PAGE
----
Delhi, India, 19 October 2023 – WeProtect Global Alliance has released its fourth Global Threat Assessment Report, which revealed there has been an 87% increase in reported child sexual abuse material cases since 2019, with over 32 million reports globally (NCMEC). The findings underscore the pressing need for a coordinated, multi-faceted response to protect the world’s children from this escalating threat. Alarmingly, India continues to remain the one of the countries that NCMEC highlights with urgent reports of a child in imminent danger. The number of such referrals have increased over the years since 2020.
The report, which provides critical insights into the threats children face online in 2023, also found there has been a 360% increase in self-generated sexual imagery of 7-10-year-olds from 2020 to 2022 (Internet Watch Foundation). Shockingly, it was also revealed that conversations with children on social gaming platforms can escalate into high-risk grooming situations within 19 seconds, with an average grooming time of just 45 minutes. Social gaming environments that facilitate adult-child intermingling, exchanging virtual gifts and public ranking systems, significantly increase these risks.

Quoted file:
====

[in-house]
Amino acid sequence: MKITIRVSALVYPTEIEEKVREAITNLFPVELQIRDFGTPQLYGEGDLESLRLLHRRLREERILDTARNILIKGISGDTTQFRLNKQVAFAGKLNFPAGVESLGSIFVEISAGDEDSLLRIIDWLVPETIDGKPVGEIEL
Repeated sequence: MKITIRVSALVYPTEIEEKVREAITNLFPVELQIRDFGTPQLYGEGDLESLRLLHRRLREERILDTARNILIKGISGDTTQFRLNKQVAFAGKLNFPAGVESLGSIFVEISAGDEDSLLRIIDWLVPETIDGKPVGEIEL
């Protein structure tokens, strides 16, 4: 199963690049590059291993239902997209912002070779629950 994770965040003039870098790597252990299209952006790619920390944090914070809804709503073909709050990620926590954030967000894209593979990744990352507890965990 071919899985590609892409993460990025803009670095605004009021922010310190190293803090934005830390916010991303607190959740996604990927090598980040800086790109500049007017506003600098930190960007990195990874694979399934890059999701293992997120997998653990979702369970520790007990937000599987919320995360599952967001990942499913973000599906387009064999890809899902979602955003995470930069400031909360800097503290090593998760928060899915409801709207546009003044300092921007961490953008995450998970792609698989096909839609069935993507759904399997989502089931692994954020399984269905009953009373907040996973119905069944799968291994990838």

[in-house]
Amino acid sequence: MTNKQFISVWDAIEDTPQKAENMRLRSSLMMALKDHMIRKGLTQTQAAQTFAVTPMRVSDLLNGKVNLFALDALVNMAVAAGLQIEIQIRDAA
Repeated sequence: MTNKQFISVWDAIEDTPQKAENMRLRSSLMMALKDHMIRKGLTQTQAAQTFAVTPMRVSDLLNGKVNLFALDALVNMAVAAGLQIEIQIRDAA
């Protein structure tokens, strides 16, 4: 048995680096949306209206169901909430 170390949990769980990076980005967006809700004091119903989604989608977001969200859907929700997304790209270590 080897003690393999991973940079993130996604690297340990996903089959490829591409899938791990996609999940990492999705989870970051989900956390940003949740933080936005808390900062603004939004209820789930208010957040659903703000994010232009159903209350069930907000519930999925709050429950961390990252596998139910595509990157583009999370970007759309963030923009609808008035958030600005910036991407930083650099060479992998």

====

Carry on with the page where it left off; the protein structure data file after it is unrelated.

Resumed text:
The research found a significant rise in financial sexual extortion, with reports of the harm jumping from 139 in 2021 to over 10,000 reports in 2022. This involves perpetrators grooming and manipulating children into sharing sexual images and video of themselves and then extorting them for monetary gain. Many extorters pose as young girls online and predominantly approach boys aged between 15-17 years via social media. This phenomenon has resulted in a string of cases where children have tragically taken their own lives.
New technology is heightening the threats that children face online. Since early 2023, cases of perpetrators also using generative Al to create child sexual abuse material and exploit children have been increasing. Thorn found that while less than 1% of child sexual abuse material files shared in a sample of offender communities are currently photorealistic computer-generated imagery (CGI) of child sexual abuse, the volume has increased consistently since August 2022. Last month, Australia, in a global first, put in place measures that require big tech companies to take steps to ensure AI products cannot be used to generate deepfake images and video of child sexual abuse.
Iain Drennan, Executive Director of WeProtect Global Alliance says:
“Our latest report shows the scale of the threat children face online. Online-facilitated child sexual exploitation and abuse worldwide demands our attention and action right now. New technological capabilities further exacerbate existing risks, and the situation is no different in India. Children’s safety must be non-negotiable. To prevent more children from coming to harm, governments, online service providers, charities and companies must step up their efforts and work together to drive change and protect children.”
Dr Manjeer Mukherjee, Sr Director, Arpan – Towards Freedom from Sexual Abuse says: